OTTAWA, ON -- In the midst of continued debate in Canada about the imposition of fat and sugar taxes, the Canadian Taxpayers Federation (CTF) released a new study, Sweet Nothing: Real-World Evidence of Food and Drink Taxes and their Effect on Obesity which analyses the track record of food and drink taxes around the world.
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“While theoretically appealing to many public health activists, food and drink taxes simply don’t work as advertised,” said journalist and study author Peter Shawn Taylor. “Evidence from the real world shows taxes on fat or sugar don’t reduce obesity and don’t make people healthier – they do, however, disproportionately harm the poor, fill government coffers and cause substantial unintended negative consequences.”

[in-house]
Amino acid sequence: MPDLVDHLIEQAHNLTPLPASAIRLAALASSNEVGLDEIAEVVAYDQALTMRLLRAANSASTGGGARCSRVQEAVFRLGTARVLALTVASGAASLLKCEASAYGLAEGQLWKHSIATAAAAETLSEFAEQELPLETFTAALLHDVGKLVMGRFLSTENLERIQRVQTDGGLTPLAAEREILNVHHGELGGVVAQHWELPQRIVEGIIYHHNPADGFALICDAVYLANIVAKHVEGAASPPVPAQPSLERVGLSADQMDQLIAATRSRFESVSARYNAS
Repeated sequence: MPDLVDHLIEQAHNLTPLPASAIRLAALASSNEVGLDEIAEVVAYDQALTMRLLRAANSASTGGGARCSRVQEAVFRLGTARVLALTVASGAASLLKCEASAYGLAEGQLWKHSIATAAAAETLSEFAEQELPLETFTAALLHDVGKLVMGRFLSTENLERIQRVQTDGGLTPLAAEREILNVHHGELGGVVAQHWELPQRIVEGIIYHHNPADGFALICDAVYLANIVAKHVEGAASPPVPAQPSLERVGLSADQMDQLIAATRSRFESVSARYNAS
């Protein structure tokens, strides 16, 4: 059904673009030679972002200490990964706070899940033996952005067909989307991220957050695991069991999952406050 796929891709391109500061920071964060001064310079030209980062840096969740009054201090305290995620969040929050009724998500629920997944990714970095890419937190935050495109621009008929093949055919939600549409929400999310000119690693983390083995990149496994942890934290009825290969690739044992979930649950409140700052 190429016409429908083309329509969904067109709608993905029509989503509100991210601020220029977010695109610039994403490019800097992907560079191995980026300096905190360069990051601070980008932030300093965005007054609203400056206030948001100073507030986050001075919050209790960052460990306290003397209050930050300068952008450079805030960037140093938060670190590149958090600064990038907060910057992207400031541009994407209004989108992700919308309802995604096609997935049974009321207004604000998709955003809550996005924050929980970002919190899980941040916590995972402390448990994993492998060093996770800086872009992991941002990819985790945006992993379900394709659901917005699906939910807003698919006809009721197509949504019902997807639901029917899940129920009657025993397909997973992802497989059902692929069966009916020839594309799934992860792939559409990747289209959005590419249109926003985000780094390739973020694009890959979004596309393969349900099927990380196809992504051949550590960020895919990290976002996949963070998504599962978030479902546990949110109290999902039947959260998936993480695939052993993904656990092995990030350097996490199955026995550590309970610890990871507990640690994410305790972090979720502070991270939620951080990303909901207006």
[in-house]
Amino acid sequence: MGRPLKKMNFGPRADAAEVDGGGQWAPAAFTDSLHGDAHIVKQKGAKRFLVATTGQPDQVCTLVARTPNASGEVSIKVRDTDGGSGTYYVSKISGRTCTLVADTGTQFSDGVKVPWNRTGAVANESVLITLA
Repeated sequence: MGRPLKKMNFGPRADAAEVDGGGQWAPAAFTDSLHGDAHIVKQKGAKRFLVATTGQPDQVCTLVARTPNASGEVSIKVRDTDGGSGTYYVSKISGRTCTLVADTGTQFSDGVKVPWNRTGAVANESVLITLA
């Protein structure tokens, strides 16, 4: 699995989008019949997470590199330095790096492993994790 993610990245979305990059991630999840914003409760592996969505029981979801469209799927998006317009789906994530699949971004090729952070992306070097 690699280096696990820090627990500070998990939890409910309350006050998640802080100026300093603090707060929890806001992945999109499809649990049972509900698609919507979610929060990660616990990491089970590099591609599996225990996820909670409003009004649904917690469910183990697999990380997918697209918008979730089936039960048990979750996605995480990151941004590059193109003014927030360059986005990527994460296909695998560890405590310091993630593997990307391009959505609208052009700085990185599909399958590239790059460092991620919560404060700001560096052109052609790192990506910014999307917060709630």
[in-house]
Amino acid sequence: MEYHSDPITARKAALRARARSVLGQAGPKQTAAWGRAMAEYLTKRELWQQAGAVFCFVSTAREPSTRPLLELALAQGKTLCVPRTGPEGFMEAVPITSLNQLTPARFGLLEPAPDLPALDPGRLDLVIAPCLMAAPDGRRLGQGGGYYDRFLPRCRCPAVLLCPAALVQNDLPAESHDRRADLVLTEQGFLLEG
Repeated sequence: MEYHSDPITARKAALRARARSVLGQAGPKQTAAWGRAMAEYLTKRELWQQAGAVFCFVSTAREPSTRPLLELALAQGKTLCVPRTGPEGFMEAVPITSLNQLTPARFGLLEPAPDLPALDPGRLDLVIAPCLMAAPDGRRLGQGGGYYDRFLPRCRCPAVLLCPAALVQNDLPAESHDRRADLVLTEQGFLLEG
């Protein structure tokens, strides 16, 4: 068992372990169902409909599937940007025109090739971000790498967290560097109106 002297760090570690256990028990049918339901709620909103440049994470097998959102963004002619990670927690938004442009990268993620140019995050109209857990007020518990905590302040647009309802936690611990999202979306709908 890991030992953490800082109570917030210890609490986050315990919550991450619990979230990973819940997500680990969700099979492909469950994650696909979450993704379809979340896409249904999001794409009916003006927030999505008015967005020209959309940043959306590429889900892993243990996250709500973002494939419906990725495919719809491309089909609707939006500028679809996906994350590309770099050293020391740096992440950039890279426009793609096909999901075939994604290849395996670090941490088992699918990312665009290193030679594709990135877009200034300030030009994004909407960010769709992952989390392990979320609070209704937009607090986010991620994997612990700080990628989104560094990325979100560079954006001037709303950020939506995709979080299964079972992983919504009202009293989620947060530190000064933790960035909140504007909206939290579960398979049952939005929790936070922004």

Among the study’s key findings:
“Public health is an important concern, but the experience of numerous jurisdictions shows fat and sugar taxes aren’t achieving what their proponents claimed they would,” said CTF Federal Director Aaron Wudrick. “Governments may enjoy the additional revenue they generate, but if a tax designed to reduce obesity doesn’t reduce obesity, it’s hard to see how it’s anything but a shameless tax grab.”
To read a copy of the CTF’s report Sweet Nothing: Real-World Evidence of Food and Drink Taxes and their Effect on Obesity, please click HERE.
SOURCE Aaron Wudrick, Canadian Taxpayers Federation
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